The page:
Five things I’d change

This post was written for the #SEND30daychallenge, day 7: ‘Five things you’d change.’ We are so fortunate to live in Scotland, where there are really very few things that need to be changed so that Benjamin, and children like him, can live a safe, healthy, and happy life for as long as their biology and neurology allows them. Benjamin has many of the things that any child has a right to: shelter, food, water, sleep, love, healthcare, an education. He has these in abundance. But there are still things that Benjamin misses out on due to his special needs. Some of these are already changing; some of them need to change much faster. Here are the five things I would change for Benjamin at the moment:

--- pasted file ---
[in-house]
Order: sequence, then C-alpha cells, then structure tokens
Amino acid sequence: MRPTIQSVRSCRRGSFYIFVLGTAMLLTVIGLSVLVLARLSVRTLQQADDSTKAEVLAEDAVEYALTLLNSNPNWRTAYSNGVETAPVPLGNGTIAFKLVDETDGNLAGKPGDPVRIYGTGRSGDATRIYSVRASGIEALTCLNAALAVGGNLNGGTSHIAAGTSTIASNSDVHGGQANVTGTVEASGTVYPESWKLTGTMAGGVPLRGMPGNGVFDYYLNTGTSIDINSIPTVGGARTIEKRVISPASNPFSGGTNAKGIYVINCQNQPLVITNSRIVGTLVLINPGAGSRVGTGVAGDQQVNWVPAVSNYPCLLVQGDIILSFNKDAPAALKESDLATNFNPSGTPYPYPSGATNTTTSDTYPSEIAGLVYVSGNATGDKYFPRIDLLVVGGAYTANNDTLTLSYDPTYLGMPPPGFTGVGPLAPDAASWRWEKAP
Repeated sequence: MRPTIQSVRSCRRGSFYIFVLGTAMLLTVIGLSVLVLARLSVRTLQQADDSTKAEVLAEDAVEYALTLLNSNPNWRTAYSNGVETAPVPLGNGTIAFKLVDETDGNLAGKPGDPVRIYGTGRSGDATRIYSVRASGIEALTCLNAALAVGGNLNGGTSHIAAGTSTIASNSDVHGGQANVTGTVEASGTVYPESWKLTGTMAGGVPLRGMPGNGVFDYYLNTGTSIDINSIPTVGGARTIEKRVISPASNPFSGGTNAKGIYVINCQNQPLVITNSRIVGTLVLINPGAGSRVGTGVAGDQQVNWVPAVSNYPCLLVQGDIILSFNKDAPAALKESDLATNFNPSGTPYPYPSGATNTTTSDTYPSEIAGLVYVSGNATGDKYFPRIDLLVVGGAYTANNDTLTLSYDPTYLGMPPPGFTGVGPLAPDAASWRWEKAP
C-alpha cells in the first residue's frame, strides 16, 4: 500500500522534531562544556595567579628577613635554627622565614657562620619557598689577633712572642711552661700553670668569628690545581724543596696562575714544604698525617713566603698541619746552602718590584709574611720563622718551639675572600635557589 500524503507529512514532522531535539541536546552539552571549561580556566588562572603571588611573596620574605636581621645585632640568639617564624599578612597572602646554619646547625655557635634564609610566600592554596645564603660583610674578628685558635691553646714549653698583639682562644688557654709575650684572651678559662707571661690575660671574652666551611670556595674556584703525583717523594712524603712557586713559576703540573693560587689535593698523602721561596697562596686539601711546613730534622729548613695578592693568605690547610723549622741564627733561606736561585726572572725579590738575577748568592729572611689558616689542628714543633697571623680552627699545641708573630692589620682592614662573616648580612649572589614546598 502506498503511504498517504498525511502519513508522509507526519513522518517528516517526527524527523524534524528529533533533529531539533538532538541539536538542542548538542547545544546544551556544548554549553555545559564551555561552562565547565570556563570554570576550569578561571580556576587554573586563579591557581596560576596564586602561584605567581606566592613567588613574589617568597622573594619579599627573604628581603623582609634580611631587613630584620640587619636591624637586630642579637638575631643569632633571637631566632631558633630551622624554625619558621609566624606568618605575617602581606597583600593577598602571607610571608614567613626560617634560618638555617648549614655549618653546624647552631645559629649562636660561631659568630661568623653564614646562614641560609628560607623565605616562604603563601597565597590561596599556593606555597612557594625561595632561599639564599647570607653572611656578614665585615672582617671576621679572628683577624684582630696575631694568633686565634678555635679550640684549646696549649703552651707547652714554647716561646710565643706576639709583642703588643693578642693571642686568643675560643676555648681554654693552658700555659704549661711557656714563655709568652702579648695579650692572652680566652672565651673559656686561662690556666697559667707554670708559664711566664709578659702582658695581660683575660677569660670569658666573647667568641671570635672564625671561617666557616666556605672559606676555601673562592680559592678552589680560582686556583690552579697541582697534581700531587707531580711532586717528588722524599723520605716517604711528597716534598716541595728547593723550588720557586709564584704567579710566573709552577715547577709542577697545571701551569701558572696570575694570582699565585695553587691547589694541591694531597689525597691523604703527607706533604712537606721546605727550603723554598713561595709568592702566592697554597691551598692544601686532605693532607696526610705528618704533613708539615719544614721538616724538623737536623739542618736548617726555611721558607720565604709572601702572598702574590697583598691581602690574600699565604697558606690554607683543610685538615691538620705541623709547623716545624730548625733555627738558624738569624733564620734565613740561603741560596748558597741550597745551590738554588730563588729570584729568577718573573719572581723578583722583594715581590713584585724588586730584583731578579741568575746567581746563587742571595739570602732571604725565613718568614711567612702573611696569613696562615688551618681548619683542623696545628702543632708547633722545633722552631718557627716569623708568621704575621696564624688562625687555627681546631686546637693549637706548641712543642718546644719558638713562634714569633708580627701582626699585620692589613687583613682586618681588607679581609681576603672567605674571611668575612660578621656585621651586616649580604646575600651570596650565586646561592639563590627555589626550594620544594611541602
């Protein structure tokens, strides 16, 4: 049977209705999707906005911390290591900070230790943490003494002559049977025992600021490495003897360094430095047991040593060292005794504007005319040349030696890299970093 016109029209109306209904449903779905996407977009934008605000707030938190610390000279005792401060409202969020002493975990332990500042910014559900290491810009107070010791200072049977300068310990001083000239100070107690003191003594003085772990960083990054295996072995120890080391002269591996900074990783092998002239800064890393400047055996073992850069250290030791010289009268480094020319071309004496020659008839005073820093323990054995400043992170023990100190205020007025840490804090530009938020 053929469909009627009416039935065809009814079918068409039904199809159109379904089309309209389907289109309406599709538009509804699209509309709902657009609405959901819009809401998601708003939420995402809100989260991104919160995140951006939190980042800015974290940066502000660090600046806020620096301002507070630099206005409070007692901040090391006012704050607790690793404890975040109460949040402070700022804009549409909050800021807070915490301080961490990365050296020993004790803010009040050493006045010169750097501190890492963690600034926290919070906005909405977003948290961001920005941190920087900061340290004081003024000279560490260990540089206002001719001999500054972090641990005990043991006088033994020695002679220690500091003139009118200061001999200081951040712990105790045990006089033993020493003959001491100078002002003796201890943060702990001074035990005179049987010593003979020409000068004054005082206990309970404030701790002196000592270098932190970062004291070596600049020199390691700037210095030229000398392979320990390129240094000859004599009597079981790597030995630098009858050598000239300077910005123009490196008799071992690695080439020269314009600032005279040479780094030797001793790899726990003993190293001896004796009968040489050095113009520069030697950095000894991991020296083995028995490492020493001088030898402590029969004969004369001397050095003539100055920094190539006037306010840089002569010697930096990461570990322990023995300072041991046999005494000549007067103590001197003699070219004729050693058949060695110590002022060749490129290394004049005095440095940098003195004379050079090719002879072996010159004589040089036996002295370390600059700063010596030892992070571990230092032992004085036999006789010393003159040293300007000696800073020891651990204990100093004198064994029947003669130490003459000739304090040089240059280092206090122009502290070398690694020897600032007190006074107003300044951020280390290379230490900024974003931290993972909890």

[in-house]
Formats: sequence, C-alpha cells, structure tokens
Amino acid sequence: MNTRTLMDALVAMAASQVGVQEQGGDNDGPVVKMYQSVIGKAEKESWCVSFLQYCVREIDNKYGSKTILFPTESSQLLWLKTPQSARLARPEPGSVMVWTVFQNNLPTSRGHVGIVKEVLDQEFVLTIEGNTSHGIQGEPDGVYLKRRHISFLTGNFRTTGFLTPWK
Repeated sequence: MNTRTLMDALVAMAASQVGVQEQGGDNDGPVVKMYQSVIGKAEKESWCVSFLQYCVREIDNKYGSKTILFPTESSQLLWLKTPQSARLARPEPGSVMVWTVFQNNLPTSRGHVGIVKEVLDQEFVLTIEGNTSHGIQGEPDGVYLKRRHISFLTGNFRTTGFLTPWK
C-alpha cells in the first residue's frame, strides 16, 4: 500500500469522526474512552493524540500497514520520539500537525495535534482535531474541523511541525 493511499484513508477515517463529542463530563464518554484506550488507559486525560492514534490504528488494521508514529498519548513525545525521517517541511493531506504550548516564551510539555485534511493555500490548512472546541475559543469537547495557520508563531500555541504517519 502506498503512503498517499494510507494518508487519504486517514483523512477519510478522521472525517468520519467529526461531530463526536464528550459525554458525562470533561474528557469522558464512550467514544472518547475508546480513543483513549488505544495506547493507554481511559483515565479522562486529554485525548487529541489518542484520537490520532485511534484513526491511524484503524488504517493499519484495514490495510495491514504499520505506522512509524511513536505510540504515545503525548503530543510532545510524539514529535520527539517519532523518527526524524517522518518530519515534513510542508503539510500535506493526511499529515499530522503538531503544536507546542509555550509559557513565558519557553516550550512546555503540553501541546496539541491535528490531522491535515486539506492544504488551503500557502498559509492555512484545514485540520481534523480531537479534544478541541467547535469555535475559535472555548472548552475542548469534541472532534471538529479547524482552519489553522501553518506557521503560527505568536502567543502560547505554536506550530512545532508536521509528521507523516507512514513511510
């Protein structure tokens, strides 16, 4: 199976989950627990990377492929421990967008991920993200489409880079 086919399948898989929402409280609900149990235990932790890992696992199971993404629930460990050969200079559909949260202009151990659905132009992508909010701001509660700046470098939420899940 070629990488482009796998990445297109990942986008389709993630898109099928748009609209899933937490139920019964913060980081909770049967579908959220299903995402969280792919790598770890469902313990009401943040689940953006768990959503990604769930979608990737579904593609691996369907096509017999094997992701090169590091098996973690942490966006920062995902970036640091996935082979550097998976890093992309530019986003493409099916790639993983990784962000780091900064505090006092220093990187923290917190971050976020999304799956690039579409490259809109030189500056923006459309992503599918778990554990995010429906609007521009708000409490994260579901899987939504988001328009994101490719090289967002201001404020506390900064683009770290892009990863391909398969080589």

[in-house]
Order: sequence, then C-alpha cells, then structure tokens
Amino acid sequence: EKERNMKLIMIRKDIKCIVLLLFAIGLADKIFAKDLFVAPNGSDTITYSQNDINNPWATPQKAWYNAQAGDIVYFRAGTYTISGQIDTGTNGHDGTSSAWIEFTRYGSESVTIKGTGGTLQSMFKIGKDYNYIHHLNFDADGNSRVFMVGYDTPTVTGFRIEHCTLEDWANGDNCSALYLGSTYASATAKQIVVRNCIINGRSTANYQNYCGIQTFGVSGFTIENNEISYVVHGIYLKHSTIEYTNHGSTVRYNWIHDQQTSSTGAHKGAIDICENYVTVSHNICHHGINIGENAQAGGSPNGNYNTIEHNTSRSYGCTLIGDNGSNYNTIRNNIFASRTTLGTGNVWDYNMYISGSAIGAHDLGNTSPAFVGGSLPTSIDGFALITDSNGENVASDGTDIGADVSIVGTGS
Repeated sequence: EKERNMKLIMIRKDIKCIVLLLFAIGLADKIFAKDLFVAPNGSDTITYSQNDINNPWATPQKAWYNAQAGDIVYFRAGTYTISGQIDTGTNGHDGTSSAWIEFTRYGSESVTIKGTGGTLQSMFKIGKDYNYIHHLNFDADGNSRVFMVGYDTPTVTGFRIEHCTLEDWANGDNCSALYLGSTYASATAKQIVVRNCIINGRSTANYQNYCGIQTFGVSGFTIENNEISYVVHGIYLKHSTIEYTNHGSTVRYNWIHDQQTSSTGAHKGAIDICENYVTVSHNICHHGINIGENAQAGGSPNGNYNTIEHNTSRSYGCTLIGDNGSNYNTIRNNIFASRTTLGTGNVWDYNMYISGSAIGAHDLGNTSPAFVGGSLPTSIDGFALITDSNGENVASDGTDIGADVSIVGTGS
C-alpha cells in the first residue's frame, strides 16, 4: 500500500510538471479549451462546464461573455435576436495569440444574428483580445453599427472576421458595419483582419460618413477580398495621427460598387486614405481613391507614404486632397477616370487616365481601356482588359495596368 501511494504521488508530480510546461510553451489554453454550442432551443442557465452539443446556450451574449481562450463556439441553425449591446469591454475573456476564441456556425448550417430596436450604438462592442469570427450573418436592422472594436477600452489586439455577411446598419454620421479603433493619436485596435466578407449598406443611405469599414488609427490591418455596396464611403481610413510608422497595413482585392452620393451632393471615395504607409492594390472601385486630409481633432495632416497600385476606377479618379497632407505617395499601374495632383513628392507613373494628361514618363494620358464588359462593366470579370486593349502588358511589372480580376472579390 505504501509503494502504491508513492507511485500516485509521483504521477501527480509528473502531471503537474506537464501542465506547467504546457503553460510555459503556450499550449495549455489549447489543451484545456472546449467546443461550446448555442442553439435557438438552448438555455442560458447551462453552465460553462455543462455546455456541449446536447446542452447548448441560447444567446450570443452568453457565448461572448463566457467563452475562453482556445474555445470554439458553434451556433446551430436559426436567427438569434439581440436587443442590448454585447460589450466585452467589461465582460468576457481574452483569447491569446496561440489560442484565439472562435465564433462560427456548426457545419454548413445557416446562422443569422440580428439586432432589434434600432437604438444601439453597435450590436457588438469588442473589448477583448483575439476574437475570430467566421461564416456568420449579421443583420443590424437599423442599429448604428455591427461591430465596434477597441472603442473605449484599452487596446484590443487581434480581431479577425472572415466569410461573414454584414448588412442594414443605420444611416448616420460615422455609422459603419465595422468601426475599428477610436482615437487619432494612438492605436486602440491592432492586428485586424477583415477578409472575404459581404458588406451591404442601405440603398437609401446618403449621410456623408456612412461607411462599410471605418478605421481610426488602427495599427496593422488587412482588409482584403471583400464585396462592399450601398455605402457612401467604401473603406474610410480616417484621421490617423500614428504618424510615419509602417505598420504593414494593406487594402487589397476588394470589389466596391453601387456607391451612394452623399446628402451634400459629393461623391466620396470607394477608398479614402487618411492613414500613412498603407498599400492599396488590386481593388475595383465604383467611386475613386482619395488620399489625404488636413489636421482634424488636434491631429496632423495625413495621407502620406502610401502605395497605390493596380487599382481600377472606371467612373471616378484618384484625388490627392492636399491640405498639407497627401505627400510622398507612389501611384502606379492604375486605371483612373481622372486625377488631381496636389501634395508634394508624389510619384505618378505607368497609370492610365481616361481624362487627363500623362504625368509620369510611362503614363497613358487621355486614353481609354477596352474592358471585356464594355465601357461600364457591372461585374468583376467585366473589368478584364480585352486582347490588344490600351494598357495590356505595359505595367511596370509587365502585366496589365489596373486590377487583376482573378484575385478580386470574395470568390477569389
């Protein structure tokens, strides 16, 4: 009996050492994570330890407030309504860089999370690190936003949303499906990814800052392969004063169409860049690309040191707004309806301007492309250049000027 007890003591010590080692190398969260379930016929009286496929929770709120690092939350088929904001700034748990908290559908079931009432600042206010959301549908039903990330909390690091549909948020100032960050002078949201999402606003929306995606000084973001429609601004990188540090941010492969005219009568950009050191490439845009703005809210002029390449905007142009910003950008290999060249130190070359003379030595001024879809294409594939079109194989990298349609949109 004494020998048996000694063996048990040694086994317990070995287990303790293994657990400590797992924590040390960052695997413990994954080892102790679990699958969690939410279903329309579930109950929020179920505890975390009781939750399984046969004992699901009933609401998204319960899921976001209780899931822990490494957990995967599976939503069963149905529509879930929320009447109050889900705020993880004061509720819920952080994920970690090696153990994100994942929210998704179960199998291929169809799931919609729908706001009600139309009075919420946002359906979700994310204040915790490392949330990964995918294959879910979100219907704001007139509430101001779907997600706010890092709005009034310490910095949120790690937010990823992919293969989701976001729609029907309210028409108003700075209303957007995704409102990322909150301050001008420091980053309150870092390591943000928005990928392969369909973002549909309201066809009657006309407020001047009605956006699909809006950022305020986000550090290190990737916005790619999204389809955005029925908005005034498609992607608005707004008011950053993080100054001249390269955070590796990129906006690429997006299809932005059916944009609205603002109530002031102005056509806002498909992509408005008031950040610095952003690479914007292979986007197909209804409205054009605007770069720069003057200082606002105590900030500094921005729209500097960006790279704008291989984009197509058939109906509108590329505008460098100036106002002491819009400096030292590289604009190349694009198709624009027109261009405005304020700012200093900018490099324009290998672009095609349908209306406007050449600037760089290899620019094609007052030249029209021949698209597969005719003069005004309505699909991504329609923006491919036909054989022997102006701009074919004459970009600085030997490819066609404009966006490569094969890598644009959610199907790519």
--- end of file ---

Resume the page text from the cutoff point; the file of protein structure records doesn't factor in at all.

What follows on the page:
Freedom from infection. Benjamin’s body – in particular his brain, stomach and lungs – is not as good at fighting infection as other children’s. If he gets a fever, it might cause a life-threatening seizure. If he gets a stomach bug, it can cause his entire digestive system to shut down and his pancreas and bowel to become inflamed. If he gets a cold, he frequently needs to be given oxygen to support his lungs. Any minor illness can put him in hospital for anything from one night to several weeks. Yet, still in this country parents flout the 48 hour rule that is designed to stop stomach bugs from spreading. Still, parents treat chickenpox as a minor illness. Still, people refuse to vaccinate their children, increasing the reservoir of infectious diseases to which Benjamin is subjected. If I could keep Benjamin in a bubble, I would. But that would not be beneficial to his growth and development, so I rely on other parents being responsible, thinking of others, putting childrens’ health above their convenience. The first thing I would change would be the culture that makes this so hard to do.